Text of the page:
Daniil Medvedev warned a chair umpire that he was about to “die” in the withering heat. Top women’s seed Ash Barty was bounced from the singles draw before the ink was dry on the drawsheet. Andy Murray swallowed his pride and flipped a familiar script, withdrawing from the singles in order to focus on doubles. Paola Badosa, a brilliant debutante, had to quit during her quarterfinal match and leave the court in a wheelchair.
The fates of the tennis competitors at these Olympic Games varied widely, but they all deserve special praise for one reason: Unlike many of their peers, including some very celebrated ones, they showed up. This time around, that meant a lot.
The Tokyo Games shaped up as the Bummer Olympics of 2020, played in defiance of the calendar—and in deference to the pandemic—in July 2021. Criticism came in waves. Media reports focused on health risks and the onerous protocols they entailed. The International Olympic Committee took its customary rubbishing over, among other things, corruption, the wasted infrastructure left in the wake of the Games, and the unsavory elements in the host nation selection process.
The controversial decision to press forward with the Tokyo Games stoked fears of a public health disaster and left athletes asking themselves if the prescribed return to the bubble life and social distancing was worth it. “No thanks,” many tennis players said.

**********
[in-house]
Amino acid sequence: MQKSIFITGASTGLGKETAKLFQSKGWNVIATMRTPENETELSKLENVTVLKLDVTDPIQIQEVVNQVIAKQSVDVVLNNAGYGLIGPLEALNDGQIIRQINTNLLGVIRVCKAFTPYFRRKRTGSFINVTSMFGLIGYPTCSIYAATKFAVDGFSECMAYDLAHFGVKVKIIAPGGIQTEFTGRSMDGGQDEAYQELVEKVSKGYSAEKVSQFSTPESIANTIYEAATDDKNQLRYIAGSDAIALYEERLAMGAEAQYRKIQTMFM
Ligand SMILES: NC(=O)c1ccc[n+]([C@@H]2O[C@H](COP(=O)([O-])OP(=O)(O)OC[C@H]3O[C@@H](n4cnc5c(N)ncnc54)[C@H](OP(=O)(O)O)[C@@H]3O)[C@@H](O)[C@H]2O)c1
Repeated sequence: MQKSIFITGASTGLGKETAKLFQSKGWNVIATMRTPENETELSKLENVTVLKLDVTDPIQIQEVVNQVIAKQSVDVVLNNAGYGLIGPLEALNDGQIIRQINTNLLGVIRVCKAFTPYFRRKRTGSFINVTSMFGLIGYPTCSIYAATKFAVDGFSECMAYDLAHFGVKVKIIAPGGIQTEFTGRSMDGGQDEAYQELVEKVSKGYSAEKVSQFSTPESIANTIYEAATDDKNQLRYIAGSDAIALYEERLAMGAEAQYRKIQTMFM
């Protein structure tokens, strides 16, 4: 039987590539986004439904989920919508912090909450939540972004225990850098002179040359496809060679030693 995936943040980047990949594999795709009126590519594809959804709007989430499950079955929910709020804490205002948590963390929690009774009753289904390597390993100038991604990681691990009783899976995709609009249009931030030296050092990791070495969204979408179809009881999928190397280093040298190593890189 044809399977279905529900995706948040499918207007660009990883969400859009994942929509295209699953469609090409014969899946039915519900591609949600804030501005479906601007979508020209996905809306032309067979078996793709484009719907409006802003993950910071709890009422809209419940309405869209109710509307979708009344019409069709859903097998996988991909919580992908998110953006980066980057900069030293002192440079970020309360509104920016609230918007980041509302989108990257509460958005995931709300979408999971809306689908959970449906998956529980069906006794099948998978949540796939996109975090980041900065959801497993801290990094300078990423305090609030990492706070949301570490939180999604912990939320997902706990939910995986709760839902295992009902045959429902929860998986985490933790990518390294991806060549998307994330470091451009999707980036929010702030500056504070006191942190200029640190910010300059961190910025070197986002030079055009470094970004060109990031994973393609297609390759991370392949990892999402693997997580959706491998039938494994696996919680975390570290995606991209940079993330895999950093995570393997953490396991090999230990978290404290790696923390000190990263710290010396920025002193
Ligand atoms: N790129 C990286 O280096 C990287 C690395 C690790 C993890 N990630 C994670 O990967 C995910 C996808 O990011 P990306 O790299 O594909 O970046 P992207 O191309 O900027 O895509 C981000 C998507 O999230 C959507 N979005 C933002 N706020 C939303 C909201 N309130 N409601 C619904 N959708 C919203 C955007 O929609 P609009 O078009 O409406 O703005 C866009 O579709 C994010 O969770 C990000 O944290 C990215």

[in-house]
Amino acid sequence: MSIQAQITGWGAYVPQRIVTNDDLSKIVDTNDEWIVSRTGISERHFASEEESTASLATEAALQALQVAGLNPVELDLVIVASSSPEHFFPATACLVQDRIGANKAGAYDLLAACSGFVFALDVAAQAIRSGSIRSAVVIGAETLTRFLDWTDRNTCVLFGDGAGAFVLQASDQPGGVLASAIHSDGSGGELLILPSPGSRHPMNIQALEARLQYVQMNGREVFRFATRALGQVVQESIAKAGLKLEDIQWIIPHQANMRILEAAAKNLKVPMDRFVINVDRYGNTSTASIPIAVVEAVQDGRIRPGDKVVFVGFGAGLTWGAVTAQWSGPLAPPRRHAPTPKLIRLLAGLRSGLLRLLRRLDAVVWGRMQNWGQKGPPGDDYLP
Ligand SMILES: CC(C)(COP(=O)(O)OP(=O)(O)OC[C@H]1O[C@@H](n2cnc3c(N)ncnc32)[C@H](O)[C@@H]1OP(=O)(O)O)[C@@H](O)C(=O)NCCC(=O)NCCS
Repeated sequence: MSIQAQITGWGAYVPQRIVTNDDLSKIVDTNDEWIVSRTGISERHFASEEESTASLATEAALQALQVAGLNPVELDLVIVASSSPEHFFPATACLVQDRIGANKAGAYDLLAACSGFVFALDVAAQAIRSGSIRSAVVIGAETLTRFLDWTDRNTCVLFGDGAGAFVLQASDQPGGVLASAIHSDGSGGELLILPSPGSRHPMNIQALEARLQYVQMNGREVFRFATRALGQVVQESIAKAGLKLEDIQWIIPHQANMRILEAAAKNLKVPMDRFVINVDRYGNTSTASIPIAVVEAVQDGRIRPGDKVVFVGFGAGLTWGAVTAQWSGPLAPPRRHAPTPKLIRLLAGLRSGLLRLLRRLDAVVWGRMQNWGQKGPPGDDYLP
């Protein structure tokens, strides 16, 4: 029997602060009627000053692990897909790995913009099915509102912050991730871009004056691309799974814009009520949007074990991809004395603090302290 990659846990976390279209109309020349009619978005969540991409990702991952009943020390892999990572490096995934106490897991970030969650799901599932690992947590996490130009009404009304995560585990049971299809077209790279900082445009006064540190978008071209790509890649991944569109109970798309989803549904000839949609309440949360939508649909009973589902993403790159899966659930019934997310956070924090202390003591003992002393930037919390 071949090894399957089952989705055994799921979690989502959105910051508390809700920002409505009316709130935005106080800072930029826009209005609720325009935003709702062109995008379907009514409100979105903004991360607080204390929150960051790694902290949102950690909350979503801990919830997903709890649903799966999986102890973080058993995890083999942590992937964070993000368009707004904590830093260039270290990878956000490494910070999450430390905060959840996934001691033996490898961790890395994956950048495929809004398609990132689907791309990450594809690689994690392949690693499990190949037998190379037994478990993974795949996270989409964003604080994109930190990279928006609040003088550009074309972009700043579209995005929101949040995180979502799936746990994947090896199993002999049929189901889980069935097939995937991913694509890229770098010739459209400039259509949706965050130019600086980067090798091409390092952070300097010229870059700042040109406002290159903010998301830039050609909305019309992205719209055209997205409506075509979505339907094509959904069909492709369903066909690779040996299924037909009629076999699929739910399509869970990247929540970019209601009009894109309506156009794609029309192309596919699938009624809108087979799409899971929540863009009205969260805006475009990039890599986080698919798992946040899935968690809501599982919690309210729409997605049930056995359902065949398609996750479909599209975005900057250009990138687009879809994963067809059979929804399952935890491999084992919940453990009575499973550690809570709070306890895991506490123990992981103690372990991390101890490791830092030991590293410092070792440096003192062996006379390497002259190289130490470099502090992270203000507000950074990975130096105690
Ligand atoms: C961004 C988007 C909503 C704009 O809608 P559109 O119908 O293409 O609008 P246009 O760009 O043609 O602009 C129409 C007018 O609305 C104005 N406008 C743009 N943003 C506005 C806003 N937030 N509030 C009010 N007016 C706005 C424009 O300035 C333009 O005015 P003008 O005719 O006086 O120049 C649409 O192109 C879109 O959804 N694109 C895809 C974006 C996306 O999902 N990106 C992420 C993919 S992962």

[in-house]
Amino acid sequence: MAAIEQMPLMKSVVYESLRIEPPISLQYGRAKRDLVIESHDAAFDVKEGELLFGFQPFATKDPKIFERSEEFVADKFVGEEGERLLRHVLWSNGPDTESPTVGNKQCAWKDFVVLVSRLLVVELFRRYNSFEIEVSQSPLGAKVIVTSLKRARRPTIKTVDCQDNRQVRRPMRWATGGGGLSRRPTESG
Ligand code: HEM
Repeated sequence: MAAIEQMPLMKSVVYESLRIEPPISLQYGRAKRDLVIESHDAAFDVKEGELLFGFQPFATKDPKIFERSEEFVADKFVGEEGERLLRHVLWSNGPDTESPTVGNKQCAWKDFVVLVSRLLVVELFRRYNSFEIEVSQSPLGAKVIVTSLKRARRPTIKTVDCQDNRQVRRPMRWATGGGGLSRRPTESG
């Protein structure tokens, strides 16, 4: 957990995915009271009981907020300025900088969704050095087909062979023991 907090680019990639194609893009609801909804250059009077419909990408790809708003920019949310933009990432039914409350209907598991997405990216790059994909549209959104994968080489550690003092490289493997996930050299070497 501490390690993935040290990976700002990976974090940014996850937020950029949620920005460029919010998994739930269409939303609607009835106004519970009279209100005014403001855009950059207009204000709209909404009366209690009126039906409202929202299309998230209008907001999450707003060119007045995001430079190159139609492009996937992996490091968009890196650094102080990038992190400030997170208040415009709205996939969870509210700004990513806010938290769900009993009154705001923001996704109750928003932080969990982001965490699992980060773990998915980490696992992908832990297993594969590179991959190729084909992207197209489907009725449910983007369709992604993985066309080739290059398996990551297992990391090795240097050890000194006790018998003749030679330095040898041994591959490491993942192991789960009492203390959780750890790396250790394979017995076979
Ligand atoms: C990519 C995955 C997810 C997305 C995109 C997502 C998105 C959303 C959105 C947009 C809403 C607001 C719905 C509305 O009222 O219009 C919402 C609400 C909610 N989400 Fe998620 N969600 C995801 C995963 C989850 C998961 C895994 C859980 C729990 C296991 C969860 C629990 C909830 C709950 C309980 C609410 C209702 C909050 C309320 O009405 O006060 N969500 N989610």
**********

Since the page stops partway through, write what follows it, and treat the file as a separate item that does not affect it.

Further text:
Rafael Nadal, who owns gold medals in singles and doubles, begged off Wimbledon and the Games in Tokyo after “listening to my body” and hearing that he needed to take a break in order to prolong his career.
Serena Williams, who has four gold medals, announced her decision to skip the Olympics a day before Wimbledon started, but she declined to articulate her reasons. She had indicated earlier that she was reluctant to leave her family behind due to Covid restrictions.
Even before Roger Federer, who had targeted this Olympiad for years, reaggravated a surgically repaired knee at Wimbledon, he was hedging his bet. “I feel two ways,” the Swiss star said during the French Open. “I would love to play. I wish things were better around the world that we wouldn't even have to debate the thought of, ‘Is it going to happen? Am I going to play or not?’”